Beth Shelton, CEO of Girl Scouts of Greater Iowa, is leading by example. A mom of three herself, the executive just introduced a program she hopes will help new parents who are making the transition back to work. The Infants at Work initiative allows moms and dads to bring their infants to work every single day for six months.
“We want to practice what we preach, and normalize a reality where having children and advancing your career are not mutually exclusive,” Shelton says in a Facebook post, which has since attracted a lot of praise.
For the mom and CEO, there are many personal reasons for launching the program.
“The impossible juggle of work and life, performer and mother, shapes my very DNA,” she explains. Which is why she wants other parent employees to know they are valued and supported at work.
“I have felt deep in my bones the fatigue of reporting to a board of directors after being up all night with a newborn, juggling media appearances while frantically cleaning spit up off my lapel and shaping strategic plans while seeking an appropriate place to pump at executive meetings.”
A work environment that encourages family life has been a driving force in Shelton’s mission. The Infants at Work initiative joins the already established eight weeks of paid parental leave for mothers, fathers and guardians, as well as flexible work arrangements and five days of paid bereavement for miscarriage.
She knows babies and work don’t normally mix, but it’s a sacrifice she’s willing to make for the greater good of her employees. Because if that’s what it takes to keep her employees on her team, she’s all for it.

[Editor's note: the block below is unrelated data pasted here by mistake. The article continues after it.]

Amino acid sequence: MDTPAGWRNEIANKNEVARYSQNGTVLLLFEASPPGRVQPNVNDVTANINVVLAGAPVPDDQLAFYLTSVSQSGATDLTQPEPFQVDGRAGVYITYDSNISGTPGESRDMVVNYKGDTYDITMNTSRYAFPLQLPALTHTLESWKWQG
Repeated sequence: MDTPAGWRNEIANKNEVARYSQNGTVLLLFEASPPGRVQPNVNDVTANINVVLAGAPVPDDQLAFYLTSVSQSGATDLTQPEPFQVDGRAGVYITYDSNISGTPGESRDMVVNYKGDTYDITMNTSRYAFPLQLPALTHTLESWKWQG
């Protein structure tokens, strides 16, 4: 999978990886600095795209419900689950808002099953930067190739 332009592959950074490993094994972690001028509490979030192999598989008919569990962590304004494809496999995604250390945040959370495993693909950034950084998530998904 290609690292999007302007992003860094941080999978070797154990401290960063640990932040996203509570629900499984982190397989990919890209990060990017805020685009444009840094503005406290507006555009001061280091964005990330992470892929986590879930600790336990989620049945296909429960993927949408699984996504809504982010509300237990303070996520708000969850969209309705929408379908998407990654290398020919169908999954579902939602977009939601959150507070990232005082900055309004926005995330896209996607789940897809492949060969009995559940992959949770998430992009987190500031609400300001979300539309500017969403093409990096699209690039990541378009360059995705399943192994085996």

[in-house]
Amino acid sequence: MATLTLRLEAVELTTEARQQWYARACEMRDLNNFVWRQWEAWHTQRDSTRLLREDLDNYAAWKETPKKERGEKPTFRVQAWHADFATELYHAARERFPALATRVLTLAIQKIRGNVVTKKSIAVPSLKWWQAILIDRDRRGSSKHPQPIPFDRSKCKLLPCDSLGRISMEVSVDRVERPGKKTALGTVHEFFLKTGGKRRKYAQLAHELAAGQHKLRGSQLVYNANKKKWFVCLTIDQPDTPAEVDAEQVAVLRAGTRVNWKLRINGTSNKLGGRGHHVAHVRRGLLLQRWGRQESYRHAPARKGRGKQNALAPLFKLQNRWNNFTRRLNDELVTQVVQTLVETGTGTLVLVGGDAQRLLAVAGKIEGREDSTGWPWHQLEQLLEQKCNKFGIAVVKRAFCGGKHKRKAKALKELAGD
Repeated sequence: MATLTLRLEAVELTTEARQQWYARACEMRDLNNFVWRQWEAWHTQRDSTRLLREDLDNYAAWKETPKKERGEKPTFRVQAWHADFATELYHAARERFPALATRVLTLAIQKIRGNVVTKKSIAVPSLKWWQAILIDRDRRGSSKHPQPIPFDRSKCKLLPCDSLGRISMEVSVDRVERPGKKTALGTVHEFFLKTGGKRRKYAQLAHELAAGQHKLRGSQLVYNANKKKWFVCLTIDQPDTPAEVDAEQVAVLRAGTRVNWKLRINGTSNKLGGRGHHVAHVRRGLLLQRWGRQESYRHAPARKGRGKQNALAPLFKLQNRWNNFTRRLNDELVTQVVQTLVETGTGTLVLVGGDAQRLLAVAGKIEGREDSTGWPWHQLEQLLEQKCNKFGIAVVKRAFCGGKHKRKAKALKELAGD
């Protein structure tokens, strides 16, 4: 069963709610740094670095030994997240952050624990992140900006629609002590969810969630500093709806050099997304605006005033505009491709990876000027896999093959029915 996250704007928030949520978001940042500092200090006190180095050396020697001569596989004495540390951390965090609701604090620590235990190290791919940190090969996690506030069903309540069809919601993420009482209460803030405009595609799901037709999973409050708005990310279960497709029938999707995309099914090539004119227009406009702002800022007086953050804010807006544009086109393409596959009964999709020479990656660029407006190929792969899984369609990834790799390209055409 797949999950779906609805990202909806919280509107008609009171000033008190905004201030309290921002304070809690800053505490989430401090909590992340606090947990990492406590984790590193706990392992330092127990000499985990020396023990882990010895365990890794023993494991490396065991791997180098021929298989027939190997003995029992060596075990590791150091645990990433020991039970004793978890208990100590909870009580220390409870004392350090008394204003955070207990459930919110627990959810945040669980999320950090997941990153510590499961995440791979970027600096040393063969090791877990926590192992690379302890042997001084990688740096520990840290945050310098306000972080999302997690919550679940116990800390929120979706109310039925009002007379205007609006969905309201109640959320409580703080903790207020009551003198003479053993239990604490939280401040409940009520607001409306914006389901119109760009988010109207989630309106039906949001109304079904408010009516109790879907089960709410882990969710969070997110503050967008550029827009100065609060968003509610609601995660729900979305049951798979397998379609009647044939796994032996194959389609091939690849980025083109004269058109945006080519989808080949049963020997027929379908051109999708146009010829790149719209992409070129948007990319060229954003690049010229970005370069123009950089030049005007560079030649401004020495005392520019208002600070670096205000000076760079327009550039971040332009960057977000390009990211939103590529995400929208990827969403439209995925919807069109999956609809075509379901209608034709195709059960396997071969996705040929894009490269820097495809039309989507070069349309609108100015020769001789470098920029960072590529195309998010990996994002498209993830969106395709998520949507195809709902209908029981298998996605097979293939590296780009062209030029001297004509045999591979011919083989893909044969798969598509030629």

“We know babies cry. We know they need attention and care and diapers and quiet places. And yes, we also know that productivity will dip for parents who are multi-tasking with their infant present,” the CEO admits. “But we also know that we want to attract and retain talented employees, provide economic savings for employees and support employees in their transition back to work. We want to support women who choose to nurse, and support babies in a developmental period of importance.”
Shelton is on to something. A recent study found the more support breastfeeding women receive from their colleagues, the more successful they are in believing they can continue to breastfeed.
“Empowering people is our rally cry. It’s tiny and comes in swaddling clothes. But it’s a start.”